Sunday, 16 October 2016

Changes in my practice - Activity 8

Osterman & Kottkamp (1993) highlight that reflective practice is a means by which practitioners can develop a greater level of self-awareness about the nature and impact of their performance. Which then creates, an awareness towards opportunities for professional growth and development.
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My Mind Lab journey has been exactly the challenge I wanted. I have been able to work collaboratively with a colleague from my school to complete assignments which has been very rewarding. We have worked successfully together looking for ways to integrate technology with a more authentic context into our school. The Mind Lab has given us an opportunity to talk to like minded others about how to create better learning activities for our students.
I really enjoyed the first 16 weeks. Our DCL1 assignment didn’t go to plan but it set us up for having a focused growth mindset. We didn’t let our first grade bring us done and it actually gave us more reason to work harder. When the second part of the course started I found the online learning a challenge. I joined a Mind Lab Google+ sub group and started visiting the Google+ community more to see what others were doing from the Mind Lab March intake.
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Using Blogger throughout the whole year and sharing with Google + has been really reflective. I found it hard having my class blog and a Mind Lab blog but i enjoyed interacting with others at a professional level rather than as an adult with an audience of mostly 9 and 10 year olds.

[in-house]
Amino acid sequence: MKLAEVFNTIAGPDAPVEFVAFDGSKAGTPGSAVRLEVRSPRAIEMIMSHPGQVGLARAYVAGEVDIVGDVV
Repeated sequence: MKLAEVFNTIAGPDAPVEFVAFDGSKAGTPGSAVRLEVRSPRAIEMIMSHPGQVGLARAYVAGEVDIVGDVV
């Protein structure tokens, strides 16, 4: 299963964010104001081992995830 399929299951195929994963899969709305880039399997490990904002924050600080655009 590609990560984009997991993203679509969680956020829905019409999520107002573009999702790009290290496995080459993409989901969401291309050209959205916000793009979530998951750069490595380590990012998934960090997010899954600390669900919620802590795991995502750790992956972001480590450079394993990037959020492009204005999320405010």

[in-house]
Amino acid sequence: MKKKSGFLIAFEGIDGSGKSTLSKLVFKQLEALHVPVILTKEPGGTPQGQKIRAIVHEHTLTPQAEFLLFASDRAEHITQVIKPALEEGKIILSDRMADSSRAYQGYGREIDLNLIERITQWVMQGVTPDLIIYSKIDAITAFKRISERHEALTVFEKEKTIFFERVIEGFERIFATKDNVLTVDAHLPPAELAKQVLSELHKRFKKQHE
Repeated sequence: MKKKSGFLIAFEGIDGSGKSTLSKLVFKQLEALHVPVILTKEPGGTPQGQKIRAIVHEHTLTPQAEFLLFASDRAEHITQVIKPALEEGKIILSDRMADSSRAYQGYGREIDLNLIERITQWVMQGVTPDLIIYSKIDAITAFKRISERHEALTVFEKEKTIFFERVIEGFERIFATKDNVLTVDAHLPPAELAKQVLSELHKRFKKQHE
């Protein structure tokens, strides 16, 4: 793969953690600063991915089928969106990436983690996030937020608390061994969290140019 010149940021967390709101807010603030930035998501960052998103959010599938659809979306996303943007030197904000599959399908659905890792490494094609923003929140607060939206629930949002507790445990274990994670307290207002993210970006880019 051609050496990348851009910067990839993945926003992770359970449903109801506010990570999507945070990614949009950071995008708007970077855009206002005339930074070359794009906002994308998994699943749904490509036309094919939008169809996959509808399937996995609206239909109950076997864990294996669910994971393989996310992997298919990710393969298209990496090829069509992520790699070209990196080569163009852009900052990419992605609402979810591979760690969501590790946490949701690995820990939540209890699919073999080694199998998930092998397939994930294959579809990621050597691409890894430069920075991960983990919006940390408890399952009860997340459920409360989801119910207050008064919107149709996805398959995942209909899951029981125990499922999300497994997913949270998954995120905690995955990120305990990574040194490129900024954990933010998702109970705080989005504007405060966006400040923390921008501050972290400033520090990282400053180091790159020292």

Two changes in my own research informed practice in relation to the Practising Teacher Criteria (PTC) in e-learning are;
Criteria 1: Establish and maintain effective professional relationships focused on the learning and well-being of all ākonga. Through the Mind lab course I have made many significant shifts in my own practice. Experimenting with new ideas and tools has ignited my passion for using technology more effectively within my classroom. The biggest shifts in my practice include; understanding  the theories of leadership, design thinking, mindfulness, digital and collaborative approaches and using digital technologies in ways to develop 21st century skills.